Be sad.  Allow yourself the time to grieve and the time to be sad.  Know that you and your partner will handle grief differently so allow yourselves time to grieve alone and at each other’s own pace.  Cry.  Just let yourself cry.  And after the initial shock and sadness, make sure you find some time to be sad together.  Wallow in the misery together for a bit.  It helps to know the other person is hurting too.

If you can (and I know not everyone can do this), take some time off work.  A few days to absorb the reality of what has happened, to cry and sleep a lot.  To just be in pain.

Don’t put a time limit on the pain and don’t pressure yourself to “move on”.  Take the time you need.  Do not let people belittle your loss.  It doesn’t matter how many weeks it was or how quickly you got pregnant or “at least you know you can get pregnant” or how many miscarriages someone else had before they had children – none of that helps, none of that matters.  This is your loss and your story.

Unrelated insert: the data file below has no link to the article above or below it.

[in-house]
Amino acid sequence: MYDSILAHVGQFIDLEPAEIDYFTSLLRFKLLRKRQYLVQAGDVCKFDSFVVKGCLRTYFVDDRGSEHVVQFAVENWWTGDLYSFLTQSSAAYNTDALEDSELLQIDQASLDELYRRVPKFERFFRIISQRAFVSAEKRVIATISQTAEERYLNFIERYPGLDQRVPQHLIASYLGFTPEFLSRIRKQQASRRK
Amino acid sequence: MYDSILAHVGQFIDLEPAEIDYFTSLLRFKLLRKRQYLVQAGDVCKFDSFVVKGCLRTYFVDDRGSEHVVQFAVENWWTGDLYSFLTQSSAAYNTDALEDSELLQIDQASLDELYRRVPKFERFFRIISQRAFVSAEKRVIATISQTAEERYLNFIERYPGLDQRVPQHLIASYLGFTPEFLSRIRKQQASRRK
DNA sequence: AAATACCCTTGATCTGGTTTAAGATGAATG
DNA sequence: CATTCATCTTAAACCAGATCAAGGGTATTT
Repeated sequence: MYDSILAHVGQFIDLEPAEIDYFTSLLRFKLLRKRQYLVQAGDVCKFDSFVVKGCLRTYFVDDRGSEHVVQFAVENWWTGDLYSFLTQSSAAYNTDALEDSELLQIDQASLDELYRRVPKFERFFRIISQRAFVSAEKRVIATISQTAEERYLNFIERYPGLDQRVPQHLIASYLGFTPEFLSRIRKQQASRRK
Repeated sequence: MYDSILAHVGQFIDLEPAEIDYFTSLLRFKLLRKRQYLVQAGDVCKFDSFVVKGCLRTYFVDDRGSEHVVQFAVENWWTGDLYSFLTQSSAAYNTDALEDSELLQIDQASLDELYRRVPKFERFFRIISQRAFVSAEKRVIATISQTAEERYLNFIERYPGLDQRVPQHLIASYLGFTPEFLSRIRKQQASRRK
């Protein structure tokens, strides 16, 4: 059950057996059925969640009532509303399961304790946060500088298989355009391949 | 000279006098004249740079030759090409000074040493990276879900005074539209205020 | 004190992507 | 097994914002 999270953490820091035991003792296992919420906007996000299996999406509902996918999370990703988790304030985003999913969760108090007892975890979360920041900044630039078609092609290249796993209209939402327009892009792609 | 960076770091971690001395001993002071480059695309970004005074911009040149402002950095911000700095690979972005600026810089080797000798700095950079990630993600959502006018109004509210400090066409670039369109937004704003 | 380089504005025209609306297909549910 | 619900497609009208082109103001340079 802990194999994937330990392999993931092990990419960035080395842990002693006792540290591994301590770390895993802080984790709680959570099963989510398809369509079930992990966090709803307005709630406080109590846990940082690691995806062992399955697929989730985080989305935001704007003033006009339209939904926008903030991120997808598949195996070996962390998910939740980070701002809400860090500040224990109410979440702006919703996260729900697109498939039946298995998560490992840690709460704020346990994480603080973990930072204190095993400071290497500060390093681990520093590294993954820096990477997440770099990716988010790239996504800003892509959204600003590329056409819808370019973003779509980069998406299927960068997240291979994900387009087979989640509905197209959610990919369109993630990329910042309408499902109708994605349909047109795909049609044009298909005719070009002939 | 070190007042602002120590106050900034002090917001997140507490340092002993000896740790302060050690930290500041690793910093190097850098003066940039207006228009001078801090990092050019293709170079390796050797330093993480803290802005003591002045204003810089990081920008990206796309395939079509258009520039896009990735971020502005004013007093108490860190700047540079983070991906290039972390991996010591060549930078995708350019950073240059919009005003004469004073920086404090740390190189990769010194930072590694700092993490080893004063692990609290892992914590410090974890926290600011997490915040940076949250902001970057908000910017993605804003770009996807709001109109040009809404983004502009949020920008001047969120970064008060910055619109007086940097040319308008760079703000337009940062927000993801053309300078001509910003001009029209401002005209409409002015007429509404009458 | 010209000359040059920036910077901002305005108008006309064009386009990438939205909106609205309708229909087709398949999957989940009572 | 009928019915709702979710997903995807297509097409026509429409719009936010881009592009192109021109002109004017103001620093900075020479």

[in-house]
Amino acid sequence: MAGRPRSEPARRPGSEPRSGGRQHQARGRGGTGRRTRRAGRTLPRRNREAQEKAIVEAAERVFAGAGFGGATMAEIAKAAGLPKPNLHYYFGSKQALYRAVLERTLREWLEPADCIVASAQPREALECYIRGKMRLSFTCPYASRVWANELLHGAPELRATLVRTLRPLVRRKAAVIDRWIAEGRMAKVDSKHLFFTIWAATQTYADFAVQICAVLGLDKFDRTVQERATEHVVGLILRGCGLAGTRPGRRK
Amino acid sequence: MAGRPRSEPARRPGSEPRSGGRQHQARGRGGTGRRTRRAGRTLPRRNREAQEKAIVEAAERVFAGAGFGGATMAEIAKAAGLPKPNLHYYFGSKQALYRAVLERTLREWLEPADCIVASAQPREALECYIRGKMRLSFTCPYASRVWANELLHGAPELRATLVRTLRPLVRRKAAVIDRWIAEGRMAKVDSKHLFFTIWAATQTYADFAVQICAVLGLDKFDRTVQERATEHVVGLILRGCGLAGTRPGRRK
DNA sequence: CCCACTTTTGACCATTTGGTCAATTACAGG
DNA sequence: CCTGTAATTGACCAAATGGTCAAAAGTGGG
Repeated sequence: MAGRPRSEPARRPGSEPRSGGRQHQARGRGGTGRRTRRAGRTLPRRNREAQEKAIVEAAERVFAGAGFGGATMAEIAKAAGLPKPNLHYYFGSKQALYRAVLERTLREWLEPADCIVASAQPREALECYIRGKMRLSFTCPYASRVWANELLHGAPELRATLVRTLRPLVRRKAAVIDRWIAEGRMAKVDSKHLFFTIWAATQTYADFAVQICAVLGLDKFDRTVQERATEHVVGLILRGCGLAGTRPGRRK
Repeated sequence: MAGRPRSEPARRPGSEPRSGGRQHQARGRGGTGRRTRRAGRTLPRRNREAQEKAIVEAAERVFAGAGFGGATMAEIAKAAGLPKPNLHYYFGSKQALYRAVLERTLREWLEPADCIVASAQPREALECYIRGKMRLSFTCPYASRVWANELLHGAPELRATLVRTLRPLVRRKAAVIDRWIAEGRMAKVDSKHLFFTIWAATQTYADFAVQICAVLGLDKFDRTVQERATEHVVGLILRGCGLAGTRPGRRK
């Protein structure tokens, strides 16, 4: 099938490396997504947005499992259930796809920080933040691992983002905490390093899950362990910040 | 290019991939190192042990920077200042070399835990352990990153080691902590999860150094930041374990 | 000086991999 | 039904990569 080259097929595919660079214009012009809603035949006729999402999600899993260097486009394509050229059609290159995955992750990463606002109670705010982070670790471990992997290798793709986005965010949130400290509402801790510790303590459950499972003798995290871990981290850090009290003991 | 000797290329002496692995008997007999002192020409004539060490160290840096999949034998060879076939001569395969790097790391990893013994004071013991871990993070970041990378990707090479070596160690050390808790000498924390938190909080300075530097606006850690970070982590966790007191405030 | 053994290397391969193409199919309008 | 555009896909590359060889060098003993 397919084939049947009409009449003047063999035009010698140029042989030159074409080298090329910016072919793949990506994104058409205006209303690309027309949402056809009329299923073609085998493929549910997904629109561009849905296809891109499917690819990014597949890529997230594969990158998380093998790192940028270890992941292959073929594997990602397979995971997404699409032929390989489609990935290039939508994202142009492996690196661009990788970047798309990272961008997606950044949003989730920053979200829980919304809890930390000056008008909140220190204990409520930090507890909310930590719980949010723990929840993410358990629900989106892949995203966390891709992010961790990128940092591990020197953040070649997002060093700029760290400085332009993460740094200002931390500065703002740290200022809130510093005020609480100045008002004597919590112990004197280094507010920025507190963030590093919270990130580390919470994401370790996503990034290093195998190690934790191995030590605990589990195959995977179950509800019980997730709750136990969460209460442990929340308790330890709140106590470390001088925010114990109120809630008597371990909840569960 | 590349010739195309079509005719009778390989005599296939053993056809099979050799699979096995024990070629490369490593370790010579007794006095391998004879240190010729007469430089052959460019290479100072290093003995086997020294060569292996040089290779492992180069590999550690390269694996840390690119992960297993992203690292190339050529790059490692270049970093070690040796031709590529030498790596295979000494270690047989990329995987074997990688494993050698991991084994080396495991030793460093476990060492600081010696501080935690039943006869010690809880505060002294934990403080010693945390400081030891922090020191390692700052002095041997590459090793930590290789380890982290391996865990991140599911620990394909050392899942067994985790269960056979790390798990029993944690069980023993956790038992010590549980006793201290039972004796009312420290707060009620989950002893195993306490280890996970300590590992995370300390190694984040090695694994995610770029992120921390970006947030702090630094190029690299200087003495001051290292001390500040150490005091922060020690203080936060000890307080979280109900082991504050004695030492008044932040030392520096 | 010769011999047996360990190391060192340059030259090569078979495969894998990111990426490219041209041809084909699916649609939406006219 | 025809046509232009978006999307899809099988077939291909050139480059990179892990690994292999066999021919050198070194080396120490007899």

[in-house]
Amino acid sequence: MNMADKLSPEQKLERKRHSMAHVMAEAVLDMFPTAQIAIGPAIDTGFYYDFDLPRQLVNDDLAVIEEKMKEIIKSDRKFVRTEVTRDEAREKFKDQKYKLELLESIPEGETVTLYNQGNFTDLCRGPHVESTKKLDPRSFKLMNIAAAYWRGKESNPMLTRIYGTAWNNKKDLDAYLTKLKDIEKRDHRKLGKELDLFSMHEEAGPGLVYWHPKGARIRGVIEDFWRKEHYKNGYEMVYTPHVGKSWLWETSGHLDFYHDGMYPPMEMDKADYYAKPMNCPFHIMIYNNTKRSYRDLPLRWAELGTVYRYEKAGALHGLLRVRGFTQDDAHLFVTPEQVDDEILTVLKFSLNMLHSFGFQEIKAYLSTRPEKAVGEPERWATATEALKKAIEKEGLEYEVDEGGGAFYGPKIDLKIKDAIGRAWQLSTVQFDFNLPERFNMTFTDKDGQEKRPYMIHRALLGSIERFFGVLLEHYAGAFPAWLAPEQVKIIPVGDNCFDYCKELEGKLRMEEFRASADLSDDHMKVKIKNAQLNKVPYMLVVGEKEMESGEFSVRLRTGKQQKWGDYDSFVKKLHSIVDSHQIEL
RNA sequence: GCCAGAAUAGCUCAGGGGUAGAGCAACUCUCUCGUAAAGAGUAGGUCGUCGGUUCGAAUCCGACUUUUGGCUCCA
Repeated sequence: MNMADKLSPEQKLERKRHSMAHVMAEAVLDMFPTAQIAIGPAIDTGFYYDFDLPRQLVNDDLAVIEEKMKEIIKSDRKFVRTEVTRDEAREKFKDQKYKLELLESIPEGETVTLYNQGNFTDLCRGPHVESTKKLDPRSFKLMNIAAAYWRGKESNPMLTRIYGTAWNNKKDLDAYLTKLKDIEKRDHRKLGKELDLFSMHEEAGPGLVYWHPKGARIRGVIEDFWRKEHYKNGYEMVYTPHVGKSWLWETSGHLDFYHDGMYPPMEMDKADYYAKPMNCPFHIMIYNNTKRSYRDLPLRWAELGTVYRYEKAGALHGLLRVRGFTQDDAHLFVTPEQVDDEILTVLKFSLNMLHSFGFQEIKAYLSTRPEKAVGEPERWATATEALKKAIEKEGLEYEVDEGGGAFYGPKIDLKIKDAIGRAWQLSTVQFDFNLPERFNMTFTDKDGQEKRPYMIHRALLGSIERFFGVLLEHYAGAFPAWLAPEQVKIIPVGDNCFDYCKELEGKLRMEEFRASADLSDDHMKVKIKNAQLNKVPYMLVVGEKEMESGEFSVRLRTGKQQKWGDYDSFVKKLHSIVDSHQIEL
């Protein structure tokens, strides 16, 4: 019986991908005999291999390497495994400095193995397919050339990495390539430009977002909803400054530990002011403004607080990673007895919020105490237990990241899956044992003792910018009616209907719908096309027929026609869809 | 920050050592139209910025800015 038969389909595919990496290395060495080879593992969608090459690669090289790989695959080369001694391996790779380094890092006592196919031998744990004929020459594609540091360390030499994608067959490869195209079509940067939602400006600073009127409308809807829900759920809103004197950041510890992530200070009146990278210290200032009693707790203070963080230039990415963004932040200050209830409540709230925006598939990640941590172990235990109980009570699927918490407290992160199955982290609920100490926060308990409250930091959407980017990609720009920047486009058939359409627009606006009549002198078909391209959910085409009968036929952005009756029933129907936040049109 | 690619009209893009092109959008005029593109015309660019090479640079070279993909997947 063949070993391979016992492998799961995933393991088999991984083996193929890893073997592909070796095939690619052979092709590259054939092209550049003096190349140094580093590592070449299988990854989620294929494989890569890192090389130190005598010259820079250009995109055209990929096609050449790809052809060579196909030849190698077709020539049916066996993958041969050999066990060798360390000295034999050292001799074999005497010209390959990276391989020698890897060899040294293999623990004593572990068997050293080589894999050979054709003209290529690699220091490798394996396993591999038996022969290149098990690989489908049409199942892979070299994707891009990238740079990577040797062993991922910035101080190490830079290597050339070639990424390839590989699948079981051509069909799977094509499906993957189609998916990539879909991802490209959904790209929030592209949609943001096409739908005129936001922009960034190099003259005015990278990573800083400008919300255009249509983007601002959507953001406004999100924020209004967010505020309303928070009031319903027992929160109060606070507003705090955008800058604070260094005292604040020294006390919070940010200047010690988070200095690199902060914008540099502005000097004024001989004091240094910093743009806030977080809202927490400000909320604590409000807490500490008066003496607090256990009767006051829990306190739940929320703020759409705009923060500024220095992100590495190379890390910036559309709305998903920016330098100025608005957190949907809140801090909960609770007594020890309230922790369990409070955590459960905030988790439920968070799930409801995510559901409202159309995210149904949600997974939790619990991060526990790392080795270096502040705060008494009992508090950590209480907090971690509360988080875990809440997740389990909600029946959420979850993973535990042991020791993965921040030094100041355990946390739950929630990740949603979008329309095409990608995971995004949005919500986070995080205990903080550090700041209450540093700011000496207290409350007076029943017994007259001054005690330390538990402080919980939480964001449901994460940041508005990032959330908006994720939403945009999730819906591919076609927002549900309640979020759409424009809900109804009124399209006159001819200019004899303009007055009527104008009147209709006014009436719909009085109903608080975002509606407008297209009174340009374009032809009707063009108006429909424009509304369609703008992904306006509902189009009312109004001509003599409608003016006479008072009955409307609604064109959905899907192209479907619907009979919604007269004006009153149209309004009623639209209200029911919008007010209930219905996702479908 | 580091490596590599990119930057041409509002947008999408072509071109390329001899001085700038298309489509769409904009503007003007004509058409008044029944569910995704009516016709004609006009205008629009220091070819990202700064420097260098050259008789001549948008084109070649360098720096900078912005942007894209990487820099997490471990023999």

Find a way to memorialize the loss together.  Trust me on this one.  It will feel awkward at first but you will be glad you did it.  We didn’t do this with the first one and as a result I feel  we didn’t really bring closure to the loss until much later.  Memorializing the loss is what the living do to help manage the death of a loved one.  Your child lived and it deserves a goodbye – you don’t have to do a funeral but something to bring closure helps.   After the second loss we wrote a note to the baby together (If love could have saved you, you would have lived forever) and then we burned it (in the jungle in Bali) and said good-bye.  With the third we did a memorial walkWe named all three of them. It doesn’t matter that we didn’t know the gender.  We had a feeling in our hearts and having a name helped us say good-bye. Others have planted trees or purchased plants, others have made donations, got a tattoo – I bought a necklace for all 3. The point is,  just find something that is meaningful for the two of you and do it.